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In: American Diplomacy
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Is diplomacy important and can diplomats make a difference? This article examines these questions in the context of American foreign policy during the first two years of the Obama administration. The policy of George W. Bush’s administration in Iraq and Iraq, unilateral in form and controversial in substance, ensured that foreign policy was a major issue in the election campaign, with all of the major candidates agreeing that American diplomacy needed to be restored. Candidate Obama went beyond the consensus about restoring the status and influence of the State Department, however, to argue that the United States should talk without preconditions, even with regimes of which it did not approve. In office, Obama and his Secretary of State, Hillary Clinton, rhetorically elevated diplomacy to an equal standing with defence and development, provided resources for greatly expanding the Foreign Service, and stressed the importance of taking advantage of developments in information technology to strengthen public and ‘digital’ diplomacy in the service of civilian power. They also ‘reset’ certain key bilateral relationships and ‘reengaged’ multilateralism. However, American diplomacy under Obama remains framed by the increasingly questionable assumption that its renewed openness to talking, its continued military superiority and its claim to embody universal values will continue to confer upon it the mantle of global leadership. If US administrations continue to assume that this is so, then American diplomacy will face the challenge of trying to bridge the increasingly widening gap between their aspirations and the means available to sustain them.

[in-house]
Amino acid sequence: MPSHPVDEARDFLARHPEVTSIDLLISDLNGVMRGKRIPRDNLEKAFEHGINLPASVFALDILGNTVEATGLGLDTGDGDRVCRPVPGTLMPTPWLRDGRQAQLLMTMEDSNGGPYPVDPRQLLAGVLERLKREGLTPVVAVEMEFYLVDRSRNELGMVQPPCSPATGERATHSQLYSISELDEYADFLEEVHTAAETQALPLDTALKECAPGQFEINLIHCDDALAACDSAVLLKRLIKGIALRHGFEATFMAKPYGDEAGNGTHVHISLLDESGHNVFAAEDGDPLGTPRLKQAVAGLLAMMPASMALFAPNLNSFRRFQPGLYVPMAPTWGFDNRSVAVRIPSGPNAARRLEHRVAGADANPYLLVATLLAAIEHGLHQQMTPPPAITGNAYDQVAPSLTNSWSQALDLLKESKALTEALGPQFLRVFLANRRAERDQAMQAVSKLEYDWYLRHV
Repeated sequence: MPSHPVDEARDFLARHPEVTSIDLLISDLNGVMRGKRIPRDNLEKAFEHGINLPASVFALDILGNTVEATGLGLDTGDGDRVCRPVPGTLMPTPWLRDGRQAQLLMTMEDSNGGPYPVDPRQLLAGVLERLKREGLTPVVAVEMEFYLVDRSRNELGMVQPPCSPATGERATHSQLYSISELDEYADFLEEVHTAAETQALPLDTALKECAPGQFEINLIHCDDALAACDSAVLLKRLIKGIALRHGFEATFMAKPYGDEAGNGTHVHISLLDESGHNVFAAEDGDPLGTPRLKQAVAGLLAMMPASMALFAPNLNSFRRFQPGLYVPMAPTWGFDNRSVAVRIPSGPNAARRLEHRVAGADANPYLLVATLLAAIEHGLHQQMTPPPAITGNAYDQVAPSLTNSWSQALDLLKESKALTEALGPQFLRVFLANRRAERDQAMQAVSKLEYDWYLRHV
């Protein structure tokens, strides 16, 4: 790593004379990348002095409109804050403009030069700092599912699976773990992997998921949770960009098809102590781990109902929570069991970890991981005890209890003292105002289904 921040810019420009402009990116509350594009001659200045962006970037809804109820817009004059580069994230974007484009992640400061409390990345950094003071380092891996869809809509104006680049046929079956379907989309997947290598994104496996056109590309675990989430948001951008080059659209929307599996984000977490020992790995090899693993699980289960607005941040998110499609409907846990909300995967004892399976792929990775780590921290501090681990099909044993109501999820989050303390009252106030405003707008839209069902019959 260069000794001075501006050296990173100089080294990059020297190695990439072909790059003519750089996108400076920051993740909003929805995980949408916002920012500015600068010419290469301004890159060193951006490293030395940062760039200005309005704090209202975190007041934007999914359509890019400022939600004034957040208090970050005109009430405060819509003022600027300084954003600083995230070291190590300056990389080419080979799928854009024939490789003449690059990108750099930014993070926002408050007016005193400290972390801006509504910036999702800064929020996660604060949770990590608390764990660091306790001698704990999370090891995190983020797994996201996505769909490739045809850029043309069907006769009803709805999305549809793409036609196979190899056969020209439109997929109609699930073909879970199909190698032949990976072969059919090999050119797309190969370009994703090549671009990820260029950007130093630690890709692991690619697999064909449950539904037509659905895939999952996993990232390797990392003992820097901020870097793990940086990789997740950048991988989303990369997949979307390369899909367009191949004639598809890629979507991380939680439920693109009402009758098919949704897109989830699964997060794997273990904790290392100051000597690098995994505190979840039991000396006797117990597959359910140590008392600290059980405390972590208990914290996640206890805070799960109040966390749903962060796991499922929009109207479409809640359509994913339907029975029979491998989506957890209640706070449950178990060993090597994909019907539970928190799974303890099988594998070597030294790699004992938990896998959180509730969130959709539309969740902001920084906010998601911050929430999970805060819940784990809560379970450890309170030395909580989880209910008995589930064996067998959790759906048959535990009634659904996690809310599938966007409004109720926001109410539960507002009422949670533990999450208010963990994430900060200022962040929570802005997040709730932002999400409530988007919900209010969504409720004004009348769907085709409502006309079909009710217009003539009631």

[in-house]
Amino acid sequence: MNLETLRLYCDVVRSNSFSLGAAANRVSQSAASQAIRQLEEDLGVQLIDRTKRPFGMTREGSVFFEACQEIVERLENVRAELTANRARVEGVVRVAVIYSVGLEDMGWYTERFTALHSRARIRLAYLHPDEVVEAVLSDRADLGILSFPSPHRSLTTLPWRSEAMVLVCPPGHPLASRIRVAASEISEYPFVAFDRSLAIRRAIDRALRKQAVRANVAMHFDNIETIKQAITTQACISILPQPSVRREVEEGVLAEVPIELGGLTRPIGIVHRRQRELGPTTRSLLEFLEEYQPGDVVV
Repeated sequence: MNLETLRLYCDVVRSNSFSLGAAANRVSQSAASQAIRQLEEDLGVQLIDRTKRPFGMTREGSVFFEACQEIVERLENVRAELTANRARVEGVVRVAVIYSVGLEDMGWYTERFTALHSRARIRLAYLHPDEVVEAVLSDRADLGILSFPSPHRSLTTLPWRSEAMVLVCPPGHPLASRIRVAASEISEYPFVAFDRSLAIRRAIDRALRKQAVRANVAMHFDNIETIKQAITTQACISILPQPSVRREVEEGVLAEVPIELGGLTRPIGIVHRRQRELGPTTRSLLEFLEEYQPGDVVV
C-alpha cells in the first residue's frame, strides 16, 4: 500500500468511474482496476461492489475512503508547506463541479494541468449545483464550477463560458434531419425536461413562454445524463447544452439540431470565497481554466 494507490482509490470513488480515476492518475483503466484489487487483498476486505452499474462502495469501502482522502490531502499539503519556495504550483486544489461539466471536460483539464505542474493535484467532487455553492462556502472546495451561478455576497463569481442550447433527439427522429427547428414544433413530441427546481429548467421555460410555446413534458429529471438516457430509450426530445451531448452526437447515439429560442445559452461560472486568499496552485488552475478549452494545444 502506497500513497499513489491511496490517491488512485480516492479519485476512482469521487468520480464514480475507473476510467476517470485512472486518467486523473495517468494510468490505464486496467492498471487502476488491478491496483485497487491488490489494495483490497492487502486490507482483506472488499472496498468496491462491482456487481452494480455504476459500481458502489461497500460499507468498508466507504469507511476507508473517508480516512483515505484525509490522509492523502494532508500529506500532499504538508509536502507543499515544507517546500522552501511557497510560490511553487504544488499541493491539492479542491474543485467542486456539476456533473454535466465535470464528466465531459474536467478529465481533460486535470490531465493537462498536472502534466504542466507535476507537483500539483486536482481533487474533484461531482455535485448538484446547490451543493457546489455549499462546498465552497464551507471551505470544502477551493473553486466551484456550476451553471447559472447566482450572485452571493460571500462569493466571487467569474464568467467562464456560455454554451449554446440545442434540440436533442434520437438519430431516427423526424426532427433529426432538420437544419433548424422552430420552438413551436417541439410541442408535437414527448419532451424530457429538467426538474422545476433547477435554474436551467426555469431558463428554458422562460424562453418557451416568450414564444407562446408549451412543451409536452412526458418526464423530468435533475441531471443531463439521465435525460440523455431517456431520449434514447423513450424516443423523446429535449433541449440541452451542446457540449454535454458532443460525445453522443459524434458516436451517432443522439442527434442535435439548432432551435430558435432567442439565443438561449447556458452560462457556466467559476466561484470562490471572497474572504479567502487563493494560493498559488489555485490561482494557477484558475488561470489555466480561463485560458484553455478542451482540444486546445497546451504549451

In: The Hague Journal of Diplomacy
in The SHAFR Guide Online
In: American Diplomacy
In: American Diplomacy
In: American Diplomacy
In: The Hague Journal of Diplomacy
In: The Hague Journal of Diplomacy
These essays examine questions arising from the Obama administration's efforts to revive American diplomacy and its response to the ways in which diplomacy itself is being transformed. The essays examine these questions from a variety of theoretical and practical perspectives provided by scholars and diplomats from around the world and within the United States.

A common focus of the collection is on how diplomacy's contribution to the effectiveness of foreign policy has been undervalued in the United States by governments, the foreign policy community, and academics. Together, the essays seek to raise awareness of American diplomacy conducted at all levels of government and society. They consider its future prospects in the context of America's economic difficulties and the anticipated further erosion of its international position. And they ask how American diplomacy may be strengthened in the interests of international peace and security, whether under a second term Obama administration or the leadership of a new president.